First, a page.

Aside from keeping a daily gratitude journal and being grateful for the simple, insignificant things around you, there are many other ways to practice gratitude. I’ve compiled 10 additional suggestions from various experts below. The key is to stay consistent. Find a way to incorporate your chosen method into each week, ideally each day, and stick with it. Place a reminder note on your bathroom mirror if you need to, or schedule it into your calendar along with all of your other important to-do’s.

1. Write thank-you notes35 — When thanking someone, be specific and acknowledge the effort and/or cost involved.

This year, make it a point to write thank-you notes or letters in response to each gift or kind act — or simply as a show of gratitude for someone being in your life. To get you started, consider practicing mindful thank yous for seven days straight.

2. Say grace at each meal — Adopting the ritual of saying grace at each meal is a great way to flex your gratitude muscle on a daily basis,36 and will also foster a deeper connection to your food.

While this can be a perfect opportunity to honor a spiritual connection with the divine, you don’t have to turn it into a religious speech if you don’t want to. You could simply say, “I am grateful for this food, and appreciate all the time and hard work that went into its production, transportation and preparation.”

3. Let go of negativity by changing your perception — Disappointment can be a major source of stress, which is known to have far-reaching effects on your health and longevity. In fact, centenarians overwhelmingly cite stress as the most important thing to avoid if you want to live a long and healthy life. Since stress is virtually unavoidable, the key is to develop and strengthen your ability to manage your stress so that it doesn’t wear you down over time.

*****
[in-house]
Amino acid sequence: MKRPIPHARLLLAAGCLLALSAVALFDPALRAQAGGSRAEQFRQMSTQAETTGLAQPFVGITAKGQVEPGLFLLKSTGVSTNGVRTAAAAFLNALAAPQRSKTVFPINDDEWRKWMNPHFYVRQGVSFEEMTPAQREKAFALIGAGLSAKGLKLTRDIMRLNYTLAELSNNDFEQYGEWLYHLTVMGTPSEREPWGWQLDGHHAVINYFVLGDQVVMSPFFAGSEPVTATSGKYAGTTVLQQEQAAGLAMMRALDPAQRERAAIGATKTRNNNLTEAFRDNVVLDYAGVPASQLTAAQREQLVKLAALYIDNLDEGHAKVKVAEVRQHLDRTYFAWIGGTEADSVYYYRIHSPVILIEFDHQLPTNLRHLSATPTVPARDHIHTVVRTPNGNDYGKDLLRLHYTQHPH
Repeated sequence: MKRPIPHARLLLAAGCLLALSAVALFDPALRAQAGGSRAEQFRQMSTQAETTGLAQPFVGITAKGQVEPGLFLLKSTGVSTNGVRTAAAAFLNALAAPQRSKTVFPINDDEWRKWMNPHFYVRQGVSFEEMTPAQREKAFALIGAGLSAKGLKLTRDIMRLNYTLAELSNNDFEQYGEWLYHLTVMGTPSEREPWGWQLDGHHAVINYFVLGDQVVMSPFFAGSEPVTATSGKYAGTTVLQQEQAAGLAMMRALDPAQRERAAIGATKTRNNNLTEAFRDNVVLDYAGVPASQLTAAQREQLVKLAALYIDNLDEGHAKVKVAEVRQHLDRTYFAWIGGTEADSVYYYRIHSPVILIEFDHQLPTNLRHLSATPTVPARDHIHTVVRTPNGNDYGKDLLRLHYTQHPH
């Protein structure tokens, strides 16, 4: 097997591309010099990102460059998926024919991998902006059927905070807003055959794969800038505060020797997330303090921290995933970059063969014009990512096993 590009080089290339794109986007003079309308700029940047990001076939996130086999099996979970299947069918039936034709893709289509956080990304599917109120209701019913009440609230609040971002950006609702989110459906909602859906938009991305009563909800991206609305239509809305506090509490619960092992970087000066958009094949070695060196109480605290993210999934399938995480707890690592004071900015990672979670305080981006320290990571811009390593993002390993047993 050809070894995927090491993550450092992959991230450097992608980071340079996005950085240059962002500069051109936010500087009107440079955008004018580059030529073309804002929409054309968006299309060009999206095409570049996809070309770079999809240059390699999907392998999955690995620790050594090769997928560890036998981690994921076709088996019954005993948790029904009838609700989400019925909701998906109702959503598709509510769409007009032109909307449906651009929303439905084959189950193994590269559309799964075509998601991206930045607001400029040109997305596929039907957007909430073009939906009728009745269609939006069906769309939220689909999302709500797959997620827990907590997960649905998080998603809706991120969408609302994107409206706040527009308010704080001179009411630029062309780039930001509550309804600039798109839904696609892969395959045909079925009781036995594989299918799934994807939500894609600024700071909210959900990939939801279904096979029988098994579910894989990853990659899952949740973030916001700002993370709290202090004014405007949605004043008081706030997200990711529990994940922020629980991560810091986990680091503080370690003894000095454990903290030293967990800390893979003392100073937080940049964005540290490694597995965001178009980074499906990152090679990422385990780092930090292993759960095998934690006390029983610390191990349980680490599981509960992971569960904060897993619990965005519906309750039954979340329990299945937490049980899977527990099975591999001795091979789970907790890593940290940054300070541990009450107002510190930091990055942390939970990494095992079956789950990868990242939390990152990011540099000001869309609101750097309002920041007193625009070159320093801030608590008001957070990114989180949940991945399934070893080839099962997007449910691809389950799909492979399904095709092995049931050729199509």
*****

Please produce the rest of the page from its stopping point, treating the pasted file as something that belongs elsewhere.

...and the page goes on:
Rather than dwelling on negative events, most centenarians figured out how to let things go, and you can do that too. It takes practice, though. It’s a skill that must be honed daily, or however often you’re triggered.

A foundational principle to let go of negativity is the realization that the way you feel has little to do with the event itself, and everything to do with your perception of it. Wisdom of the ancients dictate that events are neither good nor bad in and of themselves. It is your belief about the event that upsets you, not the fact that it happened.

As noted by Ryan Holiday, author of “The Daily Stoic: 366 Meditations on Wisdom, Perseverance, and the Art of Living,”37 “The Stoics are saying, ‘This happened to me,’ is not the same as, ‘This happened to me and that’s bad.’ They’re saying if you stop at the first part, you will be much more resilient and much more able to make some good out of anything that happens.” And, once you can see the good, you’re more apt to feel gratitude.

4. Be mindful of your nonverbal actions — Smiling and hugging are both ways of expressing gratitude, encouragement, excitement, empathy and support. These physical actions also help strengthen your inner experience of positive emotions of all kinds.

5. Give praise — Research38 shows using “other-praising” phrases are far more effective than “self-beneficial” phrases. For example, praising a partner saying, “thank you for going out of your way to do this,” is more powerful than a compliment framed in terms of how you benefited, such as “it makes me happy when you do that.”

The former resulted in the partner feeling happier and more loving toward the person giving the praise. Also, be mindful of your delivery — say it like you mean it. Establishing eye contact is another tactic that helps you show your sincerity. 

6. Prayer and/or mindfulness meditation — Expressing thanks during prayer or meditation is another way to cultivate gratitude. Practicing “mindfulness” means that you’re actively paying attention to the moment you’re in right now. A mantra is sometimes used to help maintain focus, but you can also focus on something that you’re grateful for, such as a pleasant smell, a cool breeze or a lovely memory.